Wounds can affect the skin, however, scientists are trying to speed up the healing process with a new device: a mobile bioprinter that can help treat injured patients.
Vake Forest Institute for Regenerative Medicine (VFIRM) scientists have recently developed a mobile bioprint skin system that allows dual-layer skin to be printed directly in the wound. The team that posted their findings in Scientific Reports On February 12, they discovered that this treatment, which would use the patient's own cells to "print" the skin and speed up the healing process, could be helpful to the hospitals in the future.
Students at @ EastCarolina College of Engineering and Technology @ ECUCET she got a seat for the first row # 3D # bioprinter Atala, using the same technology. https: //t.co/AK0mHGEGj5 # bioprinting # regenmed pic.tvitter.com/ lFGh67Veaz
– Your Forest Institute for Regenerative Medicine (@ VFIRMnevs) February 19, 2019
"Technology has the potential to eliminate the need for painful skin transplants that cause further disorders in patients suffering from large wounds or burns," said VFIRM Director Anthony Atala, MSc. "A mobile bioprinter that can provide extensive wounds on the spot can help speed up delivery and reduce costs for patients."
According to research, chronic, large or non-healing wounds can be expensive for patients and take too much healing time. However, a mobile bioprinter can offer a faster, cheaper solution for burns and sores using a mixture of the main skin cells, including dermal fibroblasts and epidermal keratinocytes, and "print" a wound mixture to accelerate skin recovery.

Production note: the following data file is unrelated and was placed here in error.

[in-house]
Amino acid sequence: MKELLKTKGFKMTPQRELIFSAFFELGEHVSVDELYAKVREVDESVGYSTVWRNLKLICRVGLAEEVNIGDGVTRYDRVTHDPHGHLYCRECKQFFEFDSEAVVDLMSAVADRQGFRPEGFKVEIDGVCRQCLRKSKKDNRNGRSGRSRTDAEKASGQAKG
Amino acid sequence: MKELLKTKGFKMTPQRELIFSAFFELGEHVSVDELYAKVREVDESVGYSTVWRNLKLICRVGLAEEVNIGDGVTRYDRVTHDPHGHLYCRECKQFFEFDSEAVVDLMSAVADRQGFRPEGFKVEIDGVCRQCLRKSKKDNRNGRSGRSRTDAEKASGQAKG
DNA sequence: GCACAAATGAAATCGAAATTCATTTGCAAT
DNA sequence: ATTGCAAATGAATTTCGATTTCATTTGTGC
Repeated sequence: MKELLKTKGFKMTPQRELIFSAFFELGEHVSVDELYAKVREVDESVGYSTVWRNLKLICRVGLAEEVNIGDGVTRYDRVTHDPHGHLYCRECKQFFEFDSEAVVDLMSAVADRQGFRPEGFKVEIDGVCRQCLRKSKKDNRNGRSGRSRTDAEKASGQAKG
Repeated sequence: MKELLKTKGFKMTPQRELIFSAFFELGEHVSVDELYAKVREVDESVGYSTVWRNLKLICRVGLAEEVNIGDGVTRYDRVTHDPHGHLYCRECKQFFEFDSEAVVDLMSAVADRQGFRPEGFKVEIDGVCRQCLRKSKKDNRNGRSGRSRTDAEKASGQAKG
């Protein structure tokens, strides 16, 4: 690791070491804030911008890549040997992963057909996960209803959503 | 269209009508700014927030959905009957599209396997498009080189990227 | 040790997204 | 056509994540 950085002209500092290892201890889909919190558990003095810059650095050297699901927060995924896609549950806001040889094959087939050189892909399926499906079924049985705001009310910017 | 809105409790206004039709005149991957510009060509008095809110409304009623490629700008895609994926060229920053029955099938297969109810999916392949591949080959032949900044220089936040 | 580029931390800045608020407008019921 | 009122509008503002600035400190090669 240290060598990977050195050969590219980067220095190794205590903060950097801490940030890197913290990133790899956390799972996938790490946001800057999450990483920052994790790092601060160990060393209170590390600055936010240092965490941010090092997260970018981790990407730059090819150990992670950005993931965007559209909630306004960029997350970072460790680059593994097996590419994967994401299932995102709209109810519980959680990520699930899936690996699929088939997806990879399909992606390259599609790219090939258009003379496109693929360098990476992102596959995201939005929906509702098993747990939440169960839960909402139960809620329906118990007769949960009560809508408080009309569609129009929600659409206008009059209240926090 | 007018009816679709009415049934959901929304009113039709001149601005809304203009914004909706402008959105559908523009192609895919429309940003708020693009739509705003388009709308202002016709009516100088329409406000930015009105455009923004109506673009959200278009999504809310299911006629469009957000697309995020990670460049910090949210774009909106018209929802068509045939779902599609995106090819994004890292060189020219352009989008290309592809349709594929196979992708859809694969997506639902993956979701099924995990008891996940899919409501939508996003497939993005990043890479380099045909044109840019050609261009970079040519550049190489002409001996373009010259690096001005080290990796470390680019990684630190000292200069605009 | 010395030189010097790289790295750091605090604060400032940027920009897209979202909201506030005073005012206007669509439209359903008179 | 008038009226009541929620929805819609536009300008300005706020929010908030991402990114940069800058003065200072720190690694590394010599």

For this bioprinter to be tested, the team printed the skin on pre-clinical models. First, the main cells of the skin are mixed in a hydrogel and placed in a bioprinter. Then, integrated imaging technology, which includes a scanner for the wound, provides information in the software to tell the print heads where to deliver cells layer by layer in the wound. The team discovered that this system quickly replicates and accelerates the formation of skin cells, so wounds can be repaired for a shorter period of time.
After their experiment, the team's next move is to test bioprinter in a clinical trial in humans. While skin transplants are currently used for the treatment of burns and wounds, they can be challenging, due to the limited availability of healthy skin for transmission. With bioprinter, healthcare professionals can quickly regenerate skin cells of the patient without the need for transplantation or donors in the future.
More about Geek.com: